The machine tags I think that should be available for all wildlife (species) is:
- "taxonomy:binomial=Genus species" Example for the common lion: "taxonomy:binomial=Panthera leo"
- "taxonomy:common=English common name" It can be useful to add common names as well, Example for the lion: "taxonomy:common=Lion"
-> note: the taxonomy:common= is a standard, but does not provide for different locales, e.g. en-GB or nl-NL. I provide common names in English and Dutch for all species, but they are now mixed up.

Other machine tags I use are within the taxonomy standard for each level of the taxonomy:
- taxonomy:kingdom=*
- taxonomy: phylum=*
- taxonomy:class=*
- taxonomy:order=*
- taxonomy:family=*
- taxonomy:genus=*
and all intermediate super, sub, infra, parv, etc. levels.
As well as:
- taxonomy:species= for the species identifier, e.g. for the lion taxonomy:species=leo.
- taxonomy:trinomial=, for subspecies e.g. for the Masai lion subspecies "taxonomy:trinomial=Panthera leo nubica".
- taxonomy:subspecies=, ith optional subspecies separately, e.g. taxonomy:subspecies=nubica.

Geo tags
The location of the photos is also important; it can help identify your species and it can also help with identifying regional differences and even (new) subspecies. Geotags can be provided in 2 ways:
1. Geolocation in your photo (in the metadata; automatically by GPS or with your photo editing tool) or manually added with the Maps tool on Flickr.
2. Explicit machine tags for geo location.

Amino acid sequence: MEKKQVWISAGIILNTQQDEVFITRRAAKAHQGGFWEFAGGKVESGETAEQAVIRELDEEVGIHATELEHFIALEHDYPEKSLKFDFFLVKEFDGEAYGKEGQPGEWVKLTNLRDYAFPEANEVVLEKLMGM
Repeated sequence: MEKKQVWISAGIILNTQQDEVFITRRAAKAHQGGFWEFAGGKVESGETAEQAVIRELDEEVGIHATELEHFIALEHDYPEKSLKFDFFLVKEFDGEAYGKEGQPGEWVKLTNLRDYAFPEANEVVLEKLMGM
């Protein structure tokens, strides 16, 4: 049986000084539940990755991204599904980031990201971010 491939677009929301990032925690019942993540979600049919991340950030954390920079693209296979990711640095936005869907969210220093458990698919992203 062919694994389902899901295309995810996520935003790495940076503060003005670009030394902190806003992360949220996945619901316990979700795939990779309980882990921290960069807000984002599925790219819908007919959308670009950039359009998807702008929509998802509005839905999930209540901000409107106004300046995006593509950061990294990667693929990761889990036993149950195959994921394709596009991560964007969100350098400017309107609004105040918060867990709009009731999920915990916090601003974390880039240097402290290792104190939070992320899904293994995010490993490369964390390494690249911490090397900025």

Ad 2: for geo location there are a few standard tags: that define all your geological properties. The following are quite standard:
- geo:lon=* (for longitude, e.g. geo:lon=-122.257704)
- geo:lat=* (for latitude, e.g. geo:lat=37.8721)
- geo:alt=* (for altitude in meters, e.g. geo:alt=1432.56)
- geo:country=* (e.g. geo:country=DE for Germany; always use the 2-letter ISO standard, see )
- geo:city=* (e.g. "geo:city=New York")
- geo:river=*
- geo:lake=*
- geo:state=*
- geo:county=*
- geo:bay=*
- geo:ocean=*
And there are many more you can think of. All a bit less standard and useful to me. I only use the 2 letter ISO standard for the country, to avoid any confusion in spelling. E.g. The Netherlands can be: geo:country=Netherlands, geo:country=Holland geo:country=Nederland, "geo:country=The Netherlands". So geo:country=NL avoids confusion.

Machine tags: collected / found in the wild?
Other machine tags I use is a (semi) standard for whether the species in the photo is captive or wild. Useful information, especially if you use geodata in photos to determine range.

Related to manner of collection:
- collectingevent:CollectingMethod="UV light trap"
- collectingevent:ValidDistributionFlag=true (false for specimens in zoos, aquaria, botanical gardens)
That last bears comment. Flagging whether the location of the photo indicates a valid part of the species range is important. There will, of course, be many photos from zoos and botanical gardens, and while it is useful to include the locality (probably), it is also useful to indicate whether that locality is representative of the species range. See also this Encyclopedia Of Life discussion on Flickr

Machine tags: biology
Related to biology of organism. Can be useful, but I use it as additional tags in some cases.
- biological:sex=female (other values: male, hermaphrodite)
- biological:lifestage=adult (other values: juvenile, nymph, ...)
- biological:length="11mm"

Machine tags: IUCN Red List category
Find the Red List status of a species. This list is used by ARKive in this way.
- status:IUCN=Extinct or status:IUCN=EX
- status:IUCN="Extinct in the wild" or status:IUCN=EW
- status:IUCN="Critically endangered" or status:IUCN=CR